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International Business Machines Corporation (IBM) is a notable name that has made significant breakthroughs in quantum computing over the years. For example, by using its ‘127-qubit Eagle quantum computer', IBM has been able to solve complex problems that long stumped the leading classical methods. Despite the challenges of noise and errors in quantum systems, IBM was able to generate accurate results by using an ‘advanced error mitigation' technique that were verified by running the problem on a traditional supercomputer for lower levels of complexity.
In the time since its Eagle quantum computer was released, IBM has already developed a 433 qubit system known as ‘Osprey' and is expected to soon launch a 1,121 qubit system known as Condor. Each of these successive generations greatly improves upon its predecessor while widening the gap between what is possible with a traditional supercomputer. IBM states that,
“As quantum processors scale up, each additional qubit doubles the amount of space complexity — the amount of memory space required to execute algorithms — for a classical computer to reliably simulate quantum circuits.”
While the potential abilities of a quantum computer cannot be replicated by more traditional approaches, IBM notes that it does not envision a future where only one exists. Rather, the company anticipates that both quantum and binary variants will continue to thrive in use cases geared specifically toward the strengths of each.
Looking forward, IBM has already announced its next major goal in anticipation of its current quantum chips ‘outgrowing' the currently used infrastructure. This goal is known as ‘IBM Quantum System Two'; a modular system that has the potential to support up to 16,632 qubits.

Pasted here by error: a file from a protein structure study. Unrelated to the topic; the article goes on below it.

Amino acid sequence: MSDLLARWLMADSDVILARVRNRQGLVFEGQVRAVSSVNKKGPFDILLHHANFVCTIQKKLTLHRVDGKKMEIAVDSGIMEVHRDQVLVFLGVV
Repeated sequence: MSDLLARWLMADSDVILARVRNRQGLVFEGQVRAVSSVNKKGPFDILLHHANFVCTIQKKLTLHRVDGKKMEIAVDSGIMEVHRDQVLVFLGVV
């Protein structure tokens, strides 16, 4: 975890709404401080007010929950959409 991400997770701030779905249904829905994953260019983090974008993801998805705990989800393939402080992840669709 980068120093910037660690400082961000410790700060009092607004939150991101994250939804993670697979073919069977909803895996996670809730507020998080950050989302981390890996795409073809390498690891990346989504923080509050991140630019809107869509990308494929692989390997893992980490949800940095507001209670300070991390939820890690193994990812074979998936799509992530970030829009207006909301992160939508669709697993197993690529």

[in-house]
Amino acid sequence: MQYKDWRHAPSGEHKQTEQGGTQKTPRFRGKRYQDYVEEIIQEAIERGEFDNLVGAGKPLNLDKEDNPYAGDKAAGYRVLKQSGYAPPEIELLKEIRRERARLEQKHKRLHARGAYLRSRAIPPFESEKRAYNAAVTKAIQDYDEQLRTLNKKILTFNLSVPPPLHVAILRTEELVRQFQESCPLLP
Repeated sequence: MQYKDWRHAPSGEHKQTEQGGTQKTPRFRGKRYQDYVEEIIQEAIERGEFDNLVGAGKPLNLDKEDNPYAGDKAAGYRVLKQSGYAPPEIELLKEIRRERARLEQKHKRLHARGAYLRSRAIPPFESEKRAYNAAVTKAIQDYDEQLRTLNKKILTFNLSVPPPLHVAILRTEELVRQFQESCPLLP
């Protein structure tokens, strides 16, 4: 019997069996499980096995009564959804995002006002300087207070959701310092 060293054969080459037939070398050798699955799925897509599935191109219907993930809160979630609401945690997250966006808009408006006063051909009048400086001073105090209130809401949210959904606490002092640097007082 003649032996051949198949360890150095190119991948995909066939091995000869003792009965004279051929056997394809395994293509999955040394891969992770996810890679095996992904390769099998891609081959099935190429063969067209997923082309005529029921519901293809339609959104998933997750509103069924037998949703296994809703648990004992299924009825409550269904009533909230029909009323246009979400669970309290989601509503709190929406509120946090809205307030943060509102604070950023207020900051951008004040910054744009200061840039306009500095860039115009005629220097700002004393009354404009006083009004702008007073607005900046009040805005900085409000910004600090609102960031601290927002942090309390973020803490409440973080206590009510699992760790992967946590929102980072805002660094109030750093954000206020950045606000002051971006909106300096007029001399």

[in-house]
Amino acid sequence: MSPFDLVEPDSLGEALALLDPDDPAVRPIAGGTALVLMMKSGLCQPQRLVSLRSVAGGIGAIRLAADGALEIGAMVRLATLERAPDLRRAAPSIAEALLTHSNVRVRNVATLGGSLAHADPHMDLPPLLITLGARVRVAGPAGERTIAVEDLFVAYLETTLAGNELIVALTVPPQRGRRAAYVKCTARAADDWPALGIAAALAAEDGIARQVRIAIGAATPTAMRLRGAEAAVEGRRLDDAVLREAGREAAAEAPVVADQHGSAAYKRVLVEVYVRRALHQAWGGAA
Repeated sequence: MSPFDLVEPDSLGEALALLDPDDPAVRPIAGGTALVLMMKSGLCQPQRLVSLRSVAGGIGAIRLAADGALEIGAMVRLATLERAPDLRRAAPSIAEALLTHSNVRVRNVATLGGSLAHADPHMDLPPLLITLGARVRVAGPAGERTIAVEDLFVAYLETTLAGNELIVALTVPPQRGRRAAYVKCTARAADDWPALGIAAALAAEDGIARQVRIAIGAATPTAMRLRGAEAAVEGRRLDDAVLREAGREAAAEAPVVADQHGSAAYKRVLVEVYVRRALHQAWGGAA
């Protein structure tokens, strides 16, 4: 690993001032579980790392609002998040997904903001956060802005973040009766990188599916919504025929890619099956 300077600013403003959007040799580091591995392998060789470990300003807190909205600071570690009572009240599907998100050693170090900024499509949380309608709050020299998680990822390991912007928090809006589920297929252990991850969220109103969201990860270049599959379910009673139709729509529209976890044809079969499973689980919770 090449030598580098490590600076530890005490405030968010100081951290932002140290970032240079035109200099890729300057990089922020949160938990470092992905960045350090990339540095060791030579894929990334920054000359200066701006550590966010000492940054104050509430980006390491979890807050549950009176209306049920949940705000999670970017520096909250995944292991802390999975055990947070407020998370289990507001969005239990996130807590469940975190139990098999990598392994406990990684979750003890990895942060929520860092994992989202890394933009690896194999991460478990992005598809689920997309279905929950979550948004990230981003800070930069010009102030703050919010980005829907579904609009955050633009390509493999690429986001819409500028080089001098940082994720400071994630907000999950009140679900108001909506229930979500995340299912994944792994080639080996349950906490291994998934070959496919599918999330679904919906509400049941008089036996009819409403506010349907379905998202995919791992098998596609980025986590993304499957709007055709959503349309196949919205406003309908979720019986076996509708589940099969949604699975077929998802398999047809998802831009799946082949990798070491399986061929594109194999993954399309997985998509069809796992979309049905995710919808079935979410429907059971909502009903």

Market Cap: $116.85B
Price to Earnings Ratio (P/E): 65.7
Earnings Per Share (EPS): $1.97
At the time of writing, IBM boasted the above metrics and is listed as a ‘Buy' among most major investment firms.
2. Intel Corporation (INTC)
Intel is a pioneer in silicon transistors for traditional computing. Whether a desktop or laptop, the chances are good that, regardless of PC form factor, you have utilized a computer powered by an Intel chip.
As we make our way through 2023, Intel has forged a clear, yet divergent, strategy for the future that involves quantum computing. Drawing upon its existing expertise, Intel is leveraging its expertise in high-volume transistor manufacturing to develop silicon spin qubits. For example, Intel has developed what it calls the ‘Horse Ridge II cryogenic quantum control chip' that is said to enhance integration, while its ‘cryoprobers' allow for high-volume testing.
Working alongside other companies determined to develop commercialized quantum computers, Intel is also doing its part to help. Currently, Intel boasts the ‘Tunnel Falls' spin qubit chip as its most advanced offering to date and is, “…making the chip available to the quantum research community to spur advancements in the field.”